Trade Me’s experiments with solid state memory, or RAM SAN technology, to improve online input and output (I/O) performance were quietly noted at StorageWorks 2007.
Hewlett-Packard chief technologist Ash Ashutosh dubbed the development “New DAS”, or a new form of application-specific directly-attached storage that could develop into new wave of storage technology disruption as Web 2.0 systems proliferate and find their way into the enterprise.
Trade Me is shipping a RAM SAN storage unit from Texas Memory Systems to New Zealand for trials. The company is looking for a storage solution to a fairly unique problem, serving thousands of pictures of items for sale on the site. Right now the site uses traditional disk storage for the task but is encountering I/O bottlenecks.
Ashutosh says many new online companies rely on a single application and DAS, or “new DAS” optimised for a single application, can provide a solution as long as the business remains simple. This “new DAS” could emerge as a whole new storage category, he suggests.
Web companies can have specific requirements at odds with current storage technologies, he says. Where traditional storage is deep, some companies, like Trade Me, require breadth to serve large volumes of data with a very short life.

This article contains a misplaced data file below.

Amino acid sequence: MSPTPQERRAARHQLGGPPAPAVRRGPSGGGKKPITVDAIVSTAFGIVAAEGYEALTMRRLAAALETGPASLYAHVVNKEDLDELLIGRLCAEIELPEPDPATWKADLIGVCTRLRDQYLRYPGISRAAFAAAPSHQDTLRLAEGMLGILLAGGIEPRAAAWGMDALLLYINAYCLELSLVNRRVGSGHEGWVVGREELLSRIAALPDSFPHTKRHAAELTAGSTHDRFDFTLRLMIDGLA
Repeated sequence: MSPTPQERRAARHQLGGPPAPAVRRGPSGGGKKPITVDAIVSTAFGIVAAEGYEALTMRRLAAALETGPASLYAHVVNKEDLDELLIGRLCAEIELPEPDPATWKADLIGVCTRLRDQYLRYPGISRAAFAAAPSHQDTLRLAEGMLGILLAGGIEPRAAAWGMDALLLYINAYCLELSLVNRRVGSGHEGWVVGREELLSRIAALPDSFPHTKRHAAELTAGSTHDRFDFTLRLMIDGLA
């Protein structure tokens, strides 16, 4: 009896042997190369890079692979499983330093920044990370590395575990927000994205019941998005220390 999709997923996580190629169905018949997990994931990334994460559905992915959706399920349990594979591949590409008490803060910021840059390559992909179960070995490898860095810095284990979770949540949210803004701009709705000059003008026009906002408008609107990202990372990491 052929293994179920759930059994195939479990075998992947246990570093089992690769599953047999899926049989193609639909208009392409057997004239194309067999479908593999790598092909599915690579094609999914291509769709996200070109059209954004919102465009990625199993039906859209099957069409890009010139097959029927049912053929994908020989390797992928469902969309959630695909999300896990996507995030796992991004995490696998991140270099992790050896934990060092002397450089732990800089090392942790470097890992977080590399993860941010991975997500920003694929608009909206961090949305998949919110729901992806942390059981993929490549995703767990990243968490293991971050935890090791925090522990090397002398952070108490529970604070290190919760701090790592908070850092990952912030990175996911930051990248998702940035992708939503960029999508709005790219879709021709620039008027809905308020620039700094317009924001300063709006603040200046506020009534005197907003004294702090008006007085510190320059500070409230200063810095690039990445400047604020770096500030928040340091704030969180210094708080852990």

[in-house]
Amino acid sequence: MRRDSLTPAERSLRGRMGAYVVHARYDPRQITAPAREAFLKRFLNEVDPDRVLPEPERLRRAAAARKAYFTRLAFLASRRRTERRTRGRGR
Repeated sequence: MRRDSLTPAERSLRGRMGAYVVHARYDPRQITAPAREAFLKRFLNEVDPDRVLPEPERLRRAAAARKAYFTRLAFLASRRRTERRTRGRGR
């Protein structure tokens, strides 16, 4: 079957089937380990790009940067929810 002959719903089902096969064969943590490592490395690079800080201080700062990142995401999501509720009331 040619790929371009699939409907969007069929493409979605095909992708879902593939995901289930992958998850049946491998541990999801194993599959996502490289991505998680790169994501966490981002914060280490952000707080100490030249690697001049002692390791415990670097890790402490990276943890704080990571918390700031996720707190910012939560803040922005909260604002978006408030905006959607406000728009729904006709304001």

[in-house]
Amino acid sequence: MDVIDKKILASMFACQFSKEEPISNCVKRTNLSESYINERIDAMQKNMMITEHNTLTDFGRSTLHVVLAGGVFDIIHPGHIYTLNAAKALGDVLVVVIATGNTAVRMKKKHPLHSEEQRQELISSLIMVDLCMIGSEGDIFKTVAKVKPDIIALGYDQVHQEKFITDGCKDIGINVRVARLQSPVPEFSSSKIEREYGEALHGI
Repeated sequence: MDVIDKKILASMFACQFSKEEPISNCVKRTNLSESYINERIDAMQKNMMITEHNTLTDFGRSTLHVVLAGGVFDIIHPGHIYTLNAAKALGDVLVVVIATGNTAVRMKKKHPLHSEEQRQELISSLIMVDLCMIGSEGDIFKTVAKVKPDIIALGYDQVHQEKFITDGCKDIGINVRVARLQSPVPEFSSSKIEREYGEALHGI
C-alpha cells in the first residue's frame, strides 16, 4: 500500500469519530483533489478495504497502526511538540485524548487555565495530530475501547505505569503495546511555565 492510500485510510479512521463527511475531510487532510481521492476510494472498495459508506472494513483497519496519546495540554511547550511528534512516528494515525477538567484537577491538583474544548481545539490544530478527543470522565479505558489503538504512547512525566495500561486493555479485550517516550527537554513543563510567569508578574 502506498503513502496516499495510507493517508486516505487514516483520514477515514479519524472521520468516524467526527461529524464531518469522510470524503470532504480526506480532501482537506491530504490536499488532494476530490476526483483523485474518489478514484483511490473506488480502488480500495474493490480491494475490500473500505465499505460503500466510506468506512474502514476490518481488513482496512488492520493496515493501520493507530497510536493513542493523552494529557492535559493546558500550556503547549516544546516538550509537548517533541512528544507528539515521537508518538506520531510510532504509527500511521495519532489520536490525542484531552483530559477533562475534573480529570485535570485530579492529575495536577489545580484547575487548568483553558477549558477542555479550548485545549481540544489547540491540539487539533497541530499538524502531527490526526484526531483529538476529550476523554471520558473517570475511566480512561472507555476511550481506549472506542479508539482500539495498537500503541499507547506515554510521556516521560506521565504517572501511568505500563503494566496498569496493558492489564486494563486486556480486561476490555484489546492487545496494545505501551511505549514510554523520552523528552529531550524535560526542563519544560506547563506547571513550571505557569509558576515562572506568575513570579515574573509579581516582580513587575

However, the advantages of shared storage and scalability could be lost as businesses become more complex and as applications proliferate. Ashutosh foresees new kinds of hybrid environments emerging that combine traditional DAS, new DAS, NAS, SAN and other storage architectures.
He says the desired state would be one where applications are “infrastructure-aware” and storage modes can be mixed along with assured quality-of-service management. He says infrastructure management automation could be an extension of the operating system in these service-oriented businesses.
Other developments could coincide with this disruption such as the use of mix-and-match commoditised components, delivery of software as a service or as a utility and the convergence of the server, network and storage stacks.
Ashutosh, who leads HP’s development of next-generation datacentre technologies, says developments such as “lights out” datacentres (he prefers the term “lights dim”), where the datacentre is largely unattended and remotely managed, will move IT more towards this utility model with the ability to pool and create a service across a wire.
— O’Neill attended StorageWorks as a guest of HP